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By Kathryn Greene

Kansas City’s dessert scene is undergoing a sweet (and savory) transformation. Restaurants across the metro—some for the first time in their history—are hiring pastry chefs, bringing a renewed dedication to dessert and the dining scene at large.

Here are some of the most notable pastry chefs in Kansas City:

Amy Shaw – The Rieger and Ça Va

In April 2017, Amy Shaw made history at the already-historic Rieger, becoming the restaurant’s first ever pastry chef. It marked her return to Kansas City after a stint in Boston, where she worked as Pastry Chef de Cuisine at Sofra Bakery & Cafe under James Beard nominee Maura Kilpatrick. It was at Sofra that she was introduced to the Middle Eastern and Mediterranean flavors that are hallmarks of her desserts, including tahini and the Turkish dessert staple, halva.

Years in Boston allowed her to both hone her craft and to appreciate how special KC is. “People in Kansas City have so much pride. When someone comes out with a new restaurant, people are excited to try it and can’t wait to support you and make sure you succeed.”


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Shaw also creates dessert menus for Ça Va, which are decidedly more Parisian. “I understand not every restaurant can afford a pastry chef, but it rounds out the culinary team and really lends itself to the guest experience.”

Elizabeth Paradise – Story


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Elizabeth Paradise initially pursued architecture in college—even working in the field after graduation—but changed direction and moved to Chicago to attend The French Pastry School. Post-Chicago she took her talents to New York City, working on the opening team at Jean-Georges’ ABC Kitchen, where she served high-profile guests including Oprah Winfrey and Martha Stewart. After four years in New York, her native Kansas City called her home.

“One of the reasons I love my job at Story so much is that we have a lot of really great relationships with farmers,” she said. “If I want rhubarb or peaches for a dessert, I know exactly who I can call.”


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While Paradise chose pastry over plaster, her approach to dessert—much like architecture—is creative and relies on technical objectives. “You want to impress people and give them something familiar but different, like ice cream made with a sweet corn base or a blackberry compote with thyme. There’s always something a little unexpected.”

Jessica Armstrong – Novel

Jessica Armstrong first began her culinary career as a savory cook before completing the pastry program at Johnson County Community College. Her travels have taken her as close as Austin, Texas, where she worked for pastry shop Cake and Spoon, and as far as France, where she lived in Moulins in the French countryside and sold baked goods in a local open-air market.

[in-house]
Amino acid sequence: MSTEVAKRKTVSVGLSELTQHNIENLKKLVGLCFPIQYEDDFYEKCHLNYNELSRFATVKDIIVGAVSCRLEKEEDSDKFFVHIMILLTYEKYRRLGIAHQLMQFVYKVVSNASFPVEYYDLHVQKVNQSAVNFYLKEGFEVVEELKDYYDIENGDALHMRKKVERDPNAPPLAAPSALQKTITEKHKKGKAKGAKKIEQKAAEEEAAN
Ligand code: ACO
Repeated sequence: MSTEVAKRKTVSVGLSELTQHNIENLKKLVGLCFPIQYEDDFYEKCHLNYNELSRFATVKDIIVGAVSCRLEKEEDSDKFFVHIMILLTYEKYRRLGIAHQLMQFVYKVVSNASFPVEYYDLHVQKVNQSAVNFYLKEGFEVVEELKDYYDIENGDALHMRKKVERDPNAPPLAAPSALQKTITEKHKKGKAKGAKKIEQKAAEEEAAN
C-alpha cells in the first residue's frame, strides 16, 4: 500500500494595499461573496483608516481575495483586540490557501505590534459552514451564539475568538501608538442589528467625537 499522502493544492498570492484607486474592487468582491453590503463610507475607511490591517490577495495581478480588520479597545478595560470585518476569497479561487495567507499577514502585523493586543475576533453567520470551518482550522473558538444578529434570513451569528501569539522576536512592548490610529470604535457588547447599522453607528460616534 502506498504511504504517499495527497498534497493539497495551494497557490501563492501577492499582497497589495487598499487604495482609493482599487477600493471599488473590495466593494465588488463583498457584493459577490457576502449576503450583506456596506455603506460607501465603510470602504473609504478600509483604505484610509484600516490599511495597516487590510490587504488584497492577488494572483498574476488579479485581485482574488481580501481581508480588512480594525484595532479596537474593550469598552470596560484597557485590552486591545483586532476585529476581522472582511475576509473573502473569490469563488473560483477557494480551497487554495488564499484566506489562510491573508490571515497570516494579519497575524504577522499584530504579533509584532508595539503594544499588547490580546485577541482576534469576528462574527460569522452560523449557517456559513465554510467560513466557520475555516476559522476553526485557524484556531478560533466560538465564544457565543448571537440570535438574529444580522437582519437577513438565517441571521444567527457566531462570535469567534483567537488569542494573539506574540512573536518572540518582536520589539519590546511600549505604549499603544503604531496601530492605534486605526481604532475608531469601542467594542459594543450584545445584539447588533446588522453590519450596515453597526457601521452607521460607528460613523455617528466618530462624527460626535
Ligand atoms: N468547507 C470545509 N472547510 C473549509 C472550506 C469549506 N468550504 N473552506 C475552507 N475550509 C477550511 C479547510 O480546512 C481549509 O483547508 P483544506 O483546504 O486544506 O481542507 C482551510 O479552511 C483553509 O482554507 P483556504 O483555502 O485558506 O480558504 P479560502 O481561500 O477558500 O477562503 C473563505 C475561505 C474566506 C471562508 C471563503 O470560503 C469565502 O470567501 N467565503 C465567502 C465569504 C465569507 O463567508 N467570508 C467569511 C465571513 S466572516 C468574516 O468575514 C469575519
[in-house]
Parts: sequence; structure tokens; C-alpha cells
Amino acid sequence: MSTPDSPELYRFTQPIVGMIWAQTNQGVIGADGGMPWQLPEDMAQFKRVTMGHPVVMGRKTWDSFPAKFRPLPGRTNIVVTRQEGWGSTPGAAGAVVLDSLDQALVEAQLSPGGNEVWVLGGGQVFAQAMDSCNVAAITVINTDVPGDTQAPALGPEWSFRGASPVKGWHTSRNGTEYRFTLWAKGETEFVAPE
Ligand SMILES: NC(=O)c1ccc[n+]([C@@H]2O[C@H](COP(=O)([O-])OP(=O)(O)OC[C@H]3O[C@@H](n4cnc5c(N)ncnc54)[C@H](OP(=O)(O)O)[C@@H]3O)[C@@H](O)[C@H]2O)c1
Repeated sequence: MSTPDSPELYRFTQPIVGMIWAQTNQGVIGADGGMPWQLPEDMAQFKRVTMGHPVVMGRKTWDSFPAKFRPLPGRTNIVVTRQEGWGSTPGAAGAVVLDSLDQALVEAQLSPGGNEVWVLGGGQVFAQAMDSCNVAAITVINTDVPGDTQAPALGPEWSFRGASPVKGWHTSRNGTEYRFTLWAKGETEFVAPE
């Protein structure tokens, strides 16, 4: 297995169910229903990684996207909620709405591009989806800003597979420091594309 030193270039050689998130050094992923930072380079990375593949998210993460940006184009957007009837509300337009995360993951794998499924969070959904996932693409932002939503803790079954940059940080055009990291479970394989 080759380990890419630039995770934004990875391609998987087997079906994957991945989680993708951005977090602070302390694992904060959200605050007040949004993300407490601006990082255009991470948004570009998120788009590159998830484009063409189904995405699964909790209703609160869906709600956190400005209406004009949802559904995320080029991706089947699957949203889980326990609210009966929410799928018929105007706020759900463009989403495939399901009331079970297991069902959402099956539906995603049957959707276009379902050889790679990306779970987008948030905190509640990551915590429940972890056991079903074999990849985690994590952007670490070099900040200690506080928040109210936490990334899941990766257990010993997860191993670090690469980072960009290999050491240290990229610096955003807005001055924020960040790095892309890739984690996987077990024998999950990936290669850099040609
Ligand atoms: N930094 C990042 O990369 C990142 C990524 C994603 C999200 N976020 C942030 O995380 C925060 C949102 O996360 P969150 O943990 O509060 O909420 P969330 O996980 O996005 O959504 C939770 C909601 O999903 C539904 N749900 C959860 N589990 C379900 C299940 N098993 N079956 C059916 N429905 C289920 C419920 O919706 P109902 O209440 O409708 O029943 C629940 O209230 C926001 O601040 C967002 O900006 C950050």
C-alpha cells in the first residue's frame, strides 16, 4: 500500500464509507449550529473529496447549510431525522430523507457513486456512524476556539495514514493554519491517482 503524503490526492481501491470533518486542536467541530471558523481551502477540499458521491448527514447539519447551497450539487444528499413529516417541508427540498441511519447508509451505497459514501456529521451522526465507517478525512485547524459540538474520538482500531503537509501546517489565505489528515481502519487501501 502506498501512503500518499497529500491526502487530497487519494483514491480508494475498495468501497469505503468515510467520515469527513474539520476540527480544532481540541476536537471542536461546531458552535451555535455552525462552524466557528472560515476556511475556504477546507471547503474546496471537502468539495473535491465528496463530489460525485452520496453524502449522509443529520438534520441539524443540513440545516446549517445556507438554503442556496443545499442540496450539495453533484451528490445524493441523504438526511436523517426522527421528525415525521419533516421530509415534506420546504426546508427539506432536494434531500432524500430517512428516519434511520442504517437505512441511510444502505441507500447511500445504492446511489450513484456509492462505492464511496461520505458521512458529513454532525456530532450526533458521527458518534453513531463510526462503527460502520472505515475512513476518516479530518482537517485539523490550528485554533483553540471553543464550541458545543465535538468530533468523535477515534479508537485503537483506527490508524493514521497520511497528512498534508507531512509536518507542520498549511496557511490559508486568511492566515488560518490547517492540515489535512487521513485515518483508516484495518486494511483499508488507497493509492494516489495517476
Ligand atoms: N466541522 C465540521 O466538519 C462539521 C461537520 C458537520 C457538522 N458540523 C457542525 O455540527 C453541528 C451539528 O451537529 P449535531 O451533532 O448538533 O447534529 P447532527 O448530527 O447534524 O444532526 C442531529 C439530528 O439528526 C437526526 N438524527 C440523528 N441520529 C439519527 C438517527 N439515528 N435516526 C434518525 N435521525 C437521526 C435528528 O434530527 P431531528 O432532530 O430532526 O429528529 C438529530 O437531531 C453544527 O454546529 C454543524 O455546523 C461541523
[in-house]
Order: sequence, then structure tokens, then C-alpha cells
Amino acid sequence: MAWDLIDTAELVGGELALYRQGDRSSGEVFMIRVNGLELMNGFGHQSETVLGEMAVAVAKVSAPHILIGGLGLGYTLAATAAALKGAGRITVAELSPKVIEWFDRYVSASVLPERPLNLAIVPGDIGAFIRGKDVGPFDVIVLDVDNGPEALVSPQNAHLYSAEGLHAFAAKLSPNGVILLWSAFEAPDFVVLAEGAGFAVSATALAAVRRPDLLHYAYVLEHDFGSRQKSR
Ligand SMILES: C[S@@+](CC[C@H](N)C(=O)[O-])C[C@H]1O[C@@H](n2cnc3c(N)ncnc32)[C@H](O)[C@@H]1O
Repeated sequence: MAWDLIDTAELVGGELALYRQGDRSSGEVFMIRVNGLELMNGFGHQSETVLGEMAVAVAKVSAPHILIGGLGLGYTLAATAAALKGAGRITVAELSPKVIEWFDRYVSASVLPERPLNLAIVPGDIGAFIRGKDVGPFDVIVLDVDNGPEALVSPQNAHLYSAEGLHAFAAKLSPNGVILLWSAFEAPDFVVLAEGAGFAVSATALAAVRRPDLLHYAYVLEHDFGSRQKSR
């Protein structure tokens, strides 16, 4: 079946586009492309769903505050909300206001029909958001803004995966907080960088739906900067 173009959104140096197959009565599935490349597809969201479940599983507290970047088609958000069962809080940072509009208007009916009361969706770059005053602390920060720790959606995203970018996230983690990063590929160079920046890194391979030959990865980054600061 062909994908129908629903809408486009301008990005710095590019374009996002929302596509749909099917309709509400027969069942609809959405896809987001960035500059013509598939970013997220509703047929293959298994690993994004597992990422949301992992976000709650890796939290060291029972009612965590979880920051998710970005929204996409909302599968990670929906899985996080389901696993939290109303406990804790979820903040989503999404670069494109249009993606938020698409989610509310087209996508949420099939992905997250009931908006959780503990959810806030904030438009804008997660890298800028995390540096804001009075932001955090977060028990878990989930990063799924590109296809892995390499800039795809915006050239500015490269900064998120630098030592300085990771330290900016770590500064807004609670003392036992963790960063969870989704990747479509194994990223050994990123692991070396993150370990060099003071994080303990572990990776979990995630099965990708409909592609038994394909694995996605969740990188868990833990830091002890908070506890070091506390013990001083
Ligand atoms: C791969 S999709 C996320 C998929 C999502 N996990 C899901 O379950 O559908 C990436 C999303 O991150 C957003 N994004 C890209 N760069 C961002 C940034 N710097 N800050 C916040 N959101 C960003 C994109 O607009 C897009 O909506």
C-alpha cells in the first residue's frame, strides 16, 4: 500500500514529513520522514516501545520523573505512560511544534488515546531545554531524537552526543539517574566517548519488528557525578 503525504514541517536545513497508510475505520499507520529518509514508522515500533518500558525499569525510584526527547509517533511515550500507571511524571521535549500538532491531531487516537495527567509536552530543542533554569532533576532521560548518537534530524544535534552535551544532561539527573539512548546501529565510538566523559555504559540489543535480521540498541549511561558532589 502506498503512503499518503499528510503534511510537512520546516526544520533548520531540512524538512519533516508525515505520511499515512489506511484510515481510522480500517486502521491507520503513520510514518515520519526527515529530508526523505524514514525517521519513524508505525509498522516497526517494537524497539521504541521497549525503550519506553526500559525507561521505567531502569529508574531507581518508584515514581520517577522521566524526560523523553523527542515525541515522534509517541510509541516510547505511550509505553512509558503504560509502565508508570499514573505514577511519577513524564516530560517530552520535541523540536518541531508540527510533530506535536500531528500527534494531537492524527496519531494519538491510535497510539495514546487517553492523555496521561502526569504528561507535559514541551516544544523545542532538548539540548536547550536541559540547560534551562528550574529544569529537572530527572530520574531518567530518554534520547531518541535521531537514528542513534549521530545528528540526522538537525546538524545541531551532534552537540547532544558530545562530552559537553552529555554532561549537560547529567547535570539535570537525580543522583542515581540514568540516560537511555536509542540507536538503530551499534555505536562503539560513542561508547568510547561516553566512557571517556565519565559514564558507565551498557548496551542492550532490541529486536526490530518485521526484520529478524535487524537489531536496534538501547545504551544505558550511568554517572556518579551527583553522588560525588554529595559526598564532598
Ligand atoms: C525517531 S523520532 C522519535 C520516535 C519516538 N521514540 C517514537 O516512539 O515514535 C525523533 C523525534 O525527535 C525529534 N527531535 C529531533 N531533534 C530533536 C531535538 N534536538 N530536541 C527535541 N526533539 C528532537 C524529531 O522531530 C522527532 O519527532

Ater returning to Kansas City, Armstrong began with the opening team at Rye before moving on to become the pastry chef at Bluestem. Her latest chapter is her most exciting yet: working alongside her husband, Ryan Brazeal, chef/owner at Novel.


Image via Facebook.com/NovelKC

“Dessert at Novel is special, comforting and absolutely delicious. Dessert should make you ecstatic,” she said. Armstrong finds inspiration everywhere, from what Novel’s farmers are growing at any given time to her own dreams. “I’m obsessed with flavors, what tastes good together and the perfect balance of sweet, tart and rich. I despise overly sweet desserts. You should feel refreshed, but dessert can also be meant to cleanse your palate.” 

Kelly Conwell – Stock Hill


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Even though Kelly Conwell attended Johnson County Community College’s culinary program, she never set her sights on the world of pastries. It wasn’t until Megan Garrelts of Bluestem who convinced Conwell to give it a shot—and clearly it’s paid off.

Conwell draws inspiration from her travels, conversations with the culinary team at Stock Hill and her own childhood. Prior to Stock Hill, she worked at Jax Fish House & Oyster Bar, where she developed one of the establishment’s most popular desserts, the s’mores tarte, which was inspired by making s’mores with her grandfather. In fact, the best compliment she can receive from both her colleagues and guests is the same—that one of her desserts brings them back to their own childhood.


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“Dessert is not an afterthought,” said Conwell. “For the first time in years, restaurants in Kansas City are hiring pastry chefs. The fact that I’m able to find jobs here doing what I love and people are acknowledging the dessert scene is fantastic.” 

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